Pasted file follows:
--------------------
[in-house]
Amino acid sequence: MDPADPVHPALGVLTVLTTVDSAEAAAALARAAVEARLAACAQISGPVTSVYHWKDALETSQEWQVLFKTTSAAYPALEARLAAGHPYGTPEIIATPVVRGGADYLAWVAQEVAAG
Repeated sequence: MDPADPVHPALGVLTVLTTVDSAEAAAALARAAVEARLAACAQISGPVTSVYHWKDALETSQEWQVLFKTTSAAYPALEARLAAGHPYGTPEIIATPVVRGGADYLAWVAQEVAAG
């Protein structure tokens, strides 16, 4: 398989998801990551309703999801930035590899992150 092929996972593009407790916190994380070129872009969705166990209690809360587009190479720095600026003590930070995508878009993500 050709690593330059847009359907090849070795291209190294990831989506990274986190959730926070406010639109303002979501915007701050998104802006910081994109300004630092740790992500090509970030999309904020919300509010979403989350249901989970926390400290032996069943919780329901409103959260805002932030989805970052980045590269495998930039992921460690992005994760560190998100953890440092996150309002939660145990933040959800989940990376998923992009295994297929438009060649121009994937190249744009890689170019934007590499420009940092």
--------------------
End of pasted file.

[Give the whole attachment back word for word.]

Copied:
[in-house]
Amino acid sequence: MDPADPVHPALGVLTVLTTVDSAEAAAALARAAVEARLAACAQISGPVTSVYHWKDALETSQEWQVLFKTTSAAYPALEARLAAGHPYGTPEIIATPVVRGGADYLAWVAQEVAAG
Repeated sequence: MDPADPVHPALGVLTVLTTVDSAEAAAALARAAVEARLAACAQISGPVTSVYHWKDALETSQEWQVLFKTTSAAYPALEARLAAGHPYGTPEIIATPVVRGGADYLAWVAQEVAAG
């Protein structure tokens, strides 16, 4: 398989998801990551309703999801930035590899992150 092929996972593009407790916190994380070129872009969705166990209690809360587009190479720095600026003590930070995508878009993500 050709690593330059847009359907090849070795291209190294990831989506990274986190959730926070406010639109303002979501915007701050998104802006910081994109300004630092740790992500090509970030999309904020919300509010979403989350249901989970926390400290032996069943919780329901409103959260805002932030989805970052980045590269495998930039992921460690992005994760560190998100953890440092996150309002939660145990933040959800989940990376998923992009295994297929438009060649121009994937190249744009890689170019934007590499420009940092």